The emotional support and understanding of having a medical massage session dedicated entirely to your wellbeing can have a huge impact. And it is often enough to get our systems to chill out and relearn how to relax. Having time to be present with your body instead of dissociating is a powerful thing, my friend 🙂

I’m human too. Even though I live and breathe massage and self care, life has a way of shaking us up every so often to see where our values lie. I have to keep committing to my own mental, emotional, spiritual, and physical health, right alongside you.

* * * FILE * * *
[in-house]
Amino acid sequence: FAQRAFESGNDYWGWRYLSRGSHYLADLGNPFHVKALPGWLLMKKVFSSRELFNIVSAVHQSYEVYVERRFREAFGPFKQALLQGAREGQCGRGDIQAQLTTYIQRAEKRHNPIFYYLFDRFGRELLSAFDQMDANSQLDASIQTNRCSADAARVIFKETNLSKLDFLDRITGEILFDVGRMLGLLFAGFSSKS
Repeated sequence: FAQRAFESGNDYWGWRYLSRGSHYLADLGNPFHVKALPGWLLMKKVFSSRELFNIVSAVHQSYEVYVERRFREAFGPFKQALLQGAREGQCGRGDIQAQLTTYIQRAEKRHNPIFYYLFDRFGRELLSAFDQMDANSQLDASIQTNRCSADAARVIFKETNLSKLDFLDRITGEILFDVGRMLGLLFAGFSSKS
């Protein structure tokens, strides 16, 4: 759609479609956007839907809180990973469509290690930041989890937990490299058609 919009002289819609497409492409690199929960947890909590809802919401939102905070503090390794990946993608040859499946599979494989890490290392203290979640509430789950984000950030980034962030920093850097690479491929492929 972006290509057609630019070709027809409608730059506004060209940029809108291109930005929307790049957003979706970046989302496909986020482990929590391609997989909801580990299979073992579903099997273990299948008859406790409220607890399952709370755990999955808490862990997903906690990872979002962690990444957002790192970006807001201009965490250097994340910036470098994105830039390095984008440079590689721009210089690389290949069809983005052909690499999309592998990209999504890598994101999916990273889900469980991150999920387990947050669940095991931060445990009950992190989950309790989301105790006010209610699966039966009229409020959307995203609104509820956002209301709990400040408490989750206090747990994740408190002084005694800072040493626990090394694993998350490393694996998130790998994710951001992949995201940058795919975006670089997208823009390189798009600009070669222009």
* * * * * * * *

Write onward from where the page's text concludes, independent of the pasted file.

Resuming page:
And I can say without a doubt that we at Bodyworks DW are all here to support you to set and meet your physical and mental health goals. And to take glorious steps to living the life you choose. Our team’s therapeutic focus means we treat the whole person not just a torn shoulder and or an aching back (though we excel at treating those!).

We offer medical massage in Midtown and the Financial District in New York City.

If you are are working on your mental health, medical massage can help you experience what your body could feel like to truly rest.

If you would like to schedule a fantastic medical massage and experience the benefits above, please contact Bodyworks DW today or click on the button to book online at our medical massage midtown or massage therapy fidi studios!

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See you on the table, Jess